Posted on Saturday 26th May 2007
Alexander McCall Smith, author of 'The No 1 Ladies Detective Agency', entertained a sell-out audience at a University of Birmingham lecture last night (24 May) by reading aloud a new short story which was written especially for the event.
The best-selling Scottish author read the: "happiest story he's ever written" to a 500-strong audience at the university's Baggs Memorial Lecture, an annual event where eminent speakers, including Maureen Lipman and Robert Winston talk on the subject of happiness.
The short story about the world of Mma Precious Ramotswe in Botswana, was greeted with much happiness by the audience at the University's Medical School. Guests also met Alexander at a book signing prior to the event and everyone received a printed version of the short story.
Alexander McCall told the crowd: "I hope that each of us will go from this place this evening in a state of happiness, at least to some degree, That, I believe, is what the University of Birmingham sets out to achieve in this series of lectures; let other universities depress the public with lectures filled with predictions of doom – the University of Birmingham, alone amongst British Universities, at least tries to even the balance."
The Baggs Memorial Lecture began in 1976. Thomas Baggs was an alumnus of the University of Birmingham who went on to become a teacher, journalist and a war correspondent for the Daily Mail before pursuing a successful career in advertising and publicity for the USA automobile industry. When he died in 1973, Thomas bequeathed a substantial sum to the University to provide for an annual public lecture on the theme of "Happiness - what it is and how it may be achieved by individuals as well as nations."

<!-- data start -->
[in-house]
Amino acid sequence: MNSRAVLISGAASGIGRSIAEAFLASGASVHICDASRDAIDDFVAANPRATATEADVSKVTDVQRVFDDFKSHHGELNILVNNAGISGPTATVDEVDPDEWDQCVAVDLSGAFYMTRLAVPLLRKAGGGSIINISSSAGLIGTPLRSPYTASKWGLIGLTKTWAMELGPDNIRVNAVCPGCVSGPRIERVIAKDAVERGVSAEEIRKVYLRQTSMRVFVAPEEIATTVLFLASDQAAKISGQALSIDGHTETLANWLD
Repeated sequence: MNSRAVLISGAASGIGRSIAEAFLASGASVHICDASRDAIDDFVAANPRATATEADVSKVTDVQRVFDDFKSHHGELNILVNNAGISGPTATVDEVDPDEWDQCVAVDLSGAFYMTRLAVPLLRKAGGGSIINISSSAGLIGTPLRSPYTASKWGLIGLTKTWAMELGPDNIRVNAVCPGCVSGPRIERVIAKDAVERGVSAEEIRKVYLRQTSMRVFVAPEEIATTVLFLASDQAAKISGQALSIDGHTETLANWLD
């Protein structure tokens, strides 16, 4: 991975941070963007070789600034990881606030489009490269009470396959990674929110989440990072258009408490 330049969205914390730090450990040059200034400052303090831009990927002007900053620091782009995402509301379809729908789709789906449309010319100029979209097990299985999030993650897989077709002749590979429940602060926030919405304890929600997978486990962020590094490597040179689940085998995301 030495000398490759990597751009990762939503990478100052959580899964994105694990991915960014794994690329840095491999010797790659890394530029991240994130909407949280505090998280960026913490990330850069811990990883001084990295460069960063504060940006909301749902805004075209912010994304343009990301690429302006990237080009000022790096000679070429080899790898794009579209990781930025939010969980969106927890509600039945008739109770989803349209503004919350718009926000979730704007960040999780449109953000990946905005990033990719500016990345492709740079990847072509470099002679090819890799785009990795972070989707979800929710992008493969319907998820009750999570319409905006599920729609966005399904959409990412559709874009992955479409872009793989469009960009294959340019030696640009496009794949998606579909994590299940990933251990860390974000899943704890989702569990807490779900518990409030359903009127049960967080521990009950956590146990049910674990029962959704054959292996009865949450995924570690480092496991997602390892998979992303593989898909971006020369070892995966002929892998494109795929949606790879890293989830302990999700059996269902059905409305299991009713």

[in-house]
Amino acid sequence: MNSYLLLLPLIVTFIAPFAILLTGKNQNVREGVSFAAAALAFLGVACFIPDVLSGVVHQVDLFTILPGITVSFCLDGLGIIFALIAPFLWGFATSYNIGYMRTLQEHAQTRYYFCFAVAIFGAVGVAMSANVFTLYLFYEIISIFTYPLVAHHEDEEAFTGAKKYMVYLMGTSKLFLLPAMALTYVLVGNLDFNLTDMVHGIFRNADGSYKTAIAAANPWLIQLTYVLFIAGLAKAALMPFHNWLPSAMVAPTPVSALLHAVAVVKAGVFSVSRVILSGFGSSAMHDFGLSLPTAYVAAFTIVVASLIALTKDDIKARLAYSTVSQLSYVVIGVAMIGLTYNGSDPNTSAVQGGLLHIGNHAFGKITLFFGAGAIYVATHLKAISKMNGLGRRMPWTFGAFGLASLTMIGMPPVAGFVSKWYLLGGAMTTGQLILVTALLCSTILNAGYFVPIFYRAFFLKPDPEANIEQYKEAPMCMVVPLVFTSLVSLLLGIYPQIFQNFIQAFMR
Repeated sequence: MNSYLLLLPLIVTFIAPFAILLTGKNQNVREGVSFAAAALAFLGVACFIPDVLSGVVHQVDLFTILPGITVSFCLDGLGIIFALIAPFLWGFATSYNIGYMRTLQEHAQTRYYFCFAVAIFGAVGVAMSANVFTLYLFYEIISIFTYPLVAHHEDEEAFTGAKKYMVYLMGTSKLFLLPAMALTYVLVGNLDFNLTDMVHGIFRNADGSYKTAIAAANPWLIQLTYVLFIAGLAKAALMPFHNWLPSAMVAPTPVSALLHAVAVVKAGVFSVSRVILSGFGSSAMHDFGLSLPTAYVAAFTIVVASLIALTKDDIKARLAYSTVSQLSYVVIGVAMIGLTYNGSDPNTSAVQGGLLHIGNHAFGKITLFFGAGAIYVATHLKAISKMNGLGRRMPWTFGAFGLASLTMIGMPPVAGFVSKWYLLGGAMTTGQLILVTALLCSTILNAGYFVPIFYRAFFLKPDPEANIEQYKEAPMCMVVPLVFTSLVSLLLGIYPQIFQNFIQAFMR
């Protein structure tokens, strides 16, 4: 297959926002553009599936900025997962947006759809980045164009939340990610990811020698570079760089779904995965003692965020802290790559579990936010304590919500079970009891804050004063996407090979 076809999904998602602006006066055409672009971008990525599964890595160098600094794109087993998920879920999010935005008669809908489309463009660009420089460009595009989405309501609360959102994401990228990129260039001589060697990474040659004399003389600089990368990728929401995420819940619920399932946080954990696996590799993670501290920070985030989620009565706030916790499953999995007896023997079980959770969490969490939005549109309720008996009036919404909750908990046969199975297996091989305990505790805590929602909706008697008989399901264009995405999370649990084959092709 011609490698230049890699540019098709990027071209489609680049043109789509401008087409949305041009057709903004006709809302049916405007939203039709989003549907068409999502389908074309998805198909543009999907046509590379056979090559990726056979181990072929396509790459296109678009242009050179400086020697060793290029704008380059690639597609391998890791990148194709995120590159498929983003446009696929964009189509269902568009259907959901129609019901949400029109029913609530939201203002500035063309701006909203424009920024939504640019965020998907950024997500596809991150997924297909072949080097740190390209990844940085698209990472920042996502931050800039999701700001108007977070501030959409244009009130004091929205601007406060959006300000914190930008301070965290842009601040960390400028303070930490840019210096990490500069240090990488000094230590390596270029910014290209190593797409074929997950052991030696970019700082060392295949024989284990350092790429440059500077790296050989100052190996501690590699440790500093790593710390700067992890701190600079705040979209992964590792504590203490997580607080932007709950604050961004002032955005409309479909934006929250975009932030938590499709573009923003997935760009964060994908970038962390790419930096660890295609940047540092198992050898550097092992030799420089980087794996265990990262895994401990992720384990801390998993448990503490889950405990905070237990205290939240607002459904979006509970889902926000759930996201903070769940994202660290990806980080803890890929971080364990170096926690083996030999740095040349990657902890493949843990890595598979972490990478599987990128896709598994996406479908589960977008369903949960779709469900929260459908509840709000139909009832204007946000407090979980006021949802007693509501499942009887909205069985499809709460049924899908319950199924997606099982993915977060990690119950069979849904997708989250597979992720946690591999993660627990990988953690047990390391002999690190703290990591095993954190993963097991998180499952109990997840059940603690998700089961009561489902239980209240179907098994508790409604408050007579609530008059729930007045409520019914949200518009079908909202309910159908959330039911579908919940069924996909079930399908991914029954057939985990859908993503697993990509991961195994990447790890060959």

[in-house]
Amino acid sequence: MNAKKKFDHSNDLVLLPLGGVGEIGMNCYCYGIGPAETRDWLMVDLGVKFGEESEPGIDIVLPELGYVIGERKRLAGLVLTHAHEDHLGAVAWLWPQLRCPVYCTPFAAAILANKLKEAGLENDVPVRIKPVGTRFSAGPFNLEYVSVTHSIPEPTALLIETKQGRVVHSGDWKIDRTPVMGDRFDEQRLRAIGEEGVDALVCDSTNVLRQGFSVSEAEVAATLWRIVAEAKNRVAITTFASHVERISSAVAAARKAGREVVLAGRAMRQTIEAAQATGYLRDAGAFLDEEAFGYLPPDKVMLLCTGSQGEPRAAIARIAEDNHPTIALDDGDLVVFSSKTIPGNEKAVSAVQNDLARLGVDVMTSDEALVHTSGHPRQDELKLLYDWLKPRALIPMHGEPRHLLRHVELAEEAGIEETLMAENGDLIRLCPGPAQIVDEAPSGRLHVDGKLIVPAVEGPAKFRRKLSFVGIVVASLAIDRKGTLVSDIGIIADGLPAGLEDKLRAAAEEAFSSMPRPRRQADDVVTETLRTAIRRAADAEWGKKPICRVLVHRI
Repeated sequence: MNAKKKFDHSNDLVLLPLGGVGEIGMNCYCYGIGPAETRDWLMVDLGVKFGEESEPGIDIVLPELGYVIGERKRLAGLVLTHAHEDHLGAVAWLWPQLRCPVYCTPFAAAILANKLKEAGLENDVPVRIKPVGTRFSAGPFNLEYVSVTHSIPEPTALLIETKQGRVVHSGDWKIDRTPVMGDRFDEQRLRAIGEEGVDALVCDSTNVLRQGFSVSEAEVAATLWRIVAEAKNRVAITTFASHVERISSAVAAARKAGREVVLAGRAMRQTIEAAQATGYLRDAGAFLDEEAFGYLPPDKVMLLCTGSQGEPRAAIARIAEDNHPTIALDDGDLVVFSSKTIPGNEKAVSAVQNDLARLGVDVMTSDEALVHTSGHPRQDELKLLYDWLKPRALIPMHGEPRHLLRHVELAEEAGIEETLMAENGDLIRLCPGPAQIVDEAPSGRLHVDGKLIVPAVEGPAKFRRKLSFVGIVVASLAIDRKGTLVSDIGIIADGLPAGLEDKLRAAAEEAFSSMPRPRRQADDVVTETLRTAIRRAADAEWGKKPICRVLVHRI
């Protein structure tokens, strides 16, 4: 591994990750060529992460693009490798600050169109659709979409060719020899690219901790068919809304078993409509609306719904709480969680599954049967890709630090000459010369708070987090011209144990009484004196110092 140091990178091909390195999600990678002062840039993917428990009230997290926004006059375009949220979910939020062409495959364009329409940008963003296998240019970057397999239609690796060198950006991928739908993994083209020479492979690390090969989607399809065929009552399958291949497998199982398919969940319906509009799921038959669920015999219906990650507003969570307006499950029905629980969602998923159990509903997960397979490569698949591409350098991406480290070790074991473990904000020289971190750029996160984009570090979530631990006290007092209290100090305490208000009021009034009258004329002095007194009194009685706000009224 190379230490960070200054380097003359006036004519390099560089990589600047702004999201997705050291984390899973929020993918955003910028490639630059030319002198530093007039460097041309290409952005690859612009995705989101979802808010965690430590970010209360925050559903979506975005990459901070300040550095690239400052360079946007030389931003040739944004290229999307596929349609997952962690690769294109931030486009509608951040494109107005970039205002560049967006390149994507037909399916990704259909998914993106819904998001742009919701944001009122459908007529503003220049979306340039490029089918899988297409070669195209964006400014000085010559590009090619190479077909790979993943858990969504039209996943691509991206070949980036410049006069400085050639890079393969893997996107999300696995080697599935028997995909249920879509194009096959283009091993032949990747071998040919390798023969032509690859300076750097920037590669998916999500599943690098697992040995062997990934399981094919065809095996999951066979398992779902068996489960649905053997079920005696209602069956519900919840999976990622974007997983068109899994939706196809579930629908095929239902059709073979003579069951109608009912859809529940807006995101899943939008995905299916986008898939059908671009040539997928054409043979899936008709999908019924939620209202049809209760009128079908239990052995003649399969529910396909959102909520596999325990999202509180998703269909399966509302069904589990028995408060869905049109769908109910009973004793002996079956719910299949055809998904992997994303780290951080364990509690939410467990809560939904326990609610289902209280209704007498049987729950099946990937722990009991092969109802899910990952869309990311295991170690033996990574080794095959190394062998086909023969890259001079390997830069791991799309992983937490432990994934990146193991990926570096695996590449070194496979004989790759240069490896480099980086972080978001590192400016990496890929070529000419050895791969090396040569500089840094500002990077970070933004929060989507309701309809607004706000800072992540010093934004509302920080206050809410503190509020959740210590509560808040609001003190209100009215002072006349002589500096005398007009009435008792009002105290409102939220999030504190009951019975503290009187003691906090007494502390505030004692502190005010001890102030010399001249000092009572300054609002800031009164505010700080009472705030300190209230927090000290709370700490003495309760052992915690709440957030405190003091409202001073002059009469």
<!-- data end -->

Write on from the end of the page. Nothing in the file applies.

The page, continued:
Alexander McCall Smith was born in Zimbabwe in 1948. He worked as a Professor of Medical Law at the University of Edinburgh, and it was in this role that he first returned to Africa to work in Botswana, where he helped to set up a new law school at the University of Botswana. He is an international authority on genetics and, until recently, was advisor to UNESCO and to the British government on bioethics. He resigned from the University of Edinburgh in 2005 to concentrate on his writing.
'The No. 1 Ladies' Detective Agency' series was first published in 1998 and has now sold ten million copies in the English language. The series gained two Judges' Special Recommendations from the Booker Prize for Fiction judging panel, made the New York Times Bestseller list and was voted one of the International Books of the Year and the Millennium by the Times Literary Supplement.
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Notes to Editor
The University of Birmingham has around 27,000 students and 6,000 members of staff and a turnover of £360 million. The University is home to 2.7 million books, along with 3 million archived items and manuscripts and each year 6,000 items are consulted in special collections. Visit www.bham.ac.uk